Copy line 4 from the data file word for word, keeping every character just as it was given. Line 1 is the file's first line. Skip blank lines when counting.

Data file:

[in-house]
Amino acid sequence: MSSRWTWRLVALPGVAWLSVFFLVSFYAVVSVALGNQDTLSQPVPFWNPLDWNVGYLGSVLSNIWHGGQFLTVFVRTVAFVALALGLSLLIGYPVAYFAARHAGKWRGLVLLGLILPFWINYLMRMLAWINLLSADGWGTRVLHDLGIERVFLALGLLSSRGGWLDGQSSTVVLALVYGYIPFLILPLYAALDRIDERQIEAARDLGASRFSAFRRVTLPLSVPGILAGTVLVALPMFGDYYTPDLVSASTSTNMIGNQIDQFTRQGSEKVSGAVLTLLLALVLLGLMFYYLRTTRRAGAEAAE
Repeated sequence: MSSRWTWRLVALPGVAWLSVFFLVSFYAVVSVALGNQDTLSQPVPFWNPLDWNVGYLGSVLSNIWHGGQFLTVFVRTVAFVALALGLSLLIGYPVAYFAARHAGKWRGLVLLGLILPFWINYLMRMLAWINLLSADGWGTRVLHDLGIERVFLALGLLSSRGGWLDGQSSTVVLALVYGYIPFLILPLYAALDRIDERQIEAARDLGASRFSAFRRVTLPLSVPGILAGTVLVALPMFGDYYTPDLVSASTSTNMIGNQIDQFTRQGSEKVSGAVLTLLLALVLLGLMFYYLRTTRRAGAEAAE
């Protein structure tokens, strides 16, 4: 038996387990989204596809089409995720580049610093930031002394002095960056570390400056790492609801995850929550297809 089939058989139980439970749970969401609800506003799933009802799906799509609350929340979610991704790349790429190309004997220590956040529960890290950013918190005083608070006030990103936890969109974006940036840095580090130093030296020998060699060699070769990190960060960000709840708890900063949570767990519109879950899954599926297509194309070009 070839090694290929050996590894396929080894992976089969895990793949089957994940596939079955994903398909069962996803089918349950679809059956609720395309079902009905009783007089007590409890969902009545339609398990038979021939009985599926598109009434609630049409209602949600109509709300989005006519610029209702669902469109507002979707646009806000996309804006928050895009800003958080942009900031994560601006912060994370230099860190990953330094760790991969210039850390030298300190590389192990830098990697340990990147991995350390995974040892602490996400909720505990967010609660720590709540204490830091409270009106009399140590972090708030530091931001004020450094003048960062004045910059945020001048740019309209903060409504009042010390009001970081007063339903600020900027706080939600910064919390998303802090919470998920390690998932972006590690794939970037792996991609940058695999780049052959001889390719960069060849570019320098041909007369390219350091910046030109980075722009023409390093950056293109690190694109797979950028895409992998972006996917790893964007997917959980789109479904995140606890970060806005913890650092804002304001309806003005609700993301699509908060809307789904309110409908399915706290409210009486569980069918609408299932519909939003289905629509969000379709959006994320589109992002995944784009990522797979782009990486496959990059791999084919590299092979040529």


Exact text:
């Protein structure tokens, strides 16, 4: 038996387990989204596809089409995720580049610093930031002394002095960056570390400056790492609801995850929550297809 089939058989139980439970749970969401609800506003799933009802799906799509609350929340979610991704790349790429190309004997220590956040529960890290950013918190005083608070006030990103936890969109974006940036840095580090130093030296020998060699060699070769990190960060960000709840708890900063949570767990519109879950899954599926297509194309070009 070839090694290929050996590894396929080894992976089969895990793949089957994940596939079955994903398909069962996803089918349950679809059956609720395309079902009905009783007089007590409890969902009545339609398990038979021939009985599926598109009434609630049409209602949600109509709300989005006519610029209702669902469109507002979707646009806000996309804006928050895009800003958080942009900031994560601006912060994370230099860190990953330094760790991969210039850390030298300190590389192990830098990697340990990147991995350390995974040892602490996400909720505990967010609660720590709540204490830091409270009106009399140590972090708030530091931001004020450094003048960062004045910059945020001048740019309209903060409504009042010390009001970081007063339903600020900027706080939600910064919390998303802090919470998920390690998932972006590690794939970037792996991609940058695999780049052959001889390719960069060849570019320098041909007369390219350091910046030109980075722009023409390093950056293109690190694109797979950028895409992998972006996917790893964007997917959980789109479904995140606890970060806005913890650092804002304001309806003005609700993301699509908060809307789904309110409908399915706290409210009486569980069918609408299932519909939003289905629509969000379709959006994320589109992002995944784009990522797979782009990486496959990059791999084919590299092979040529």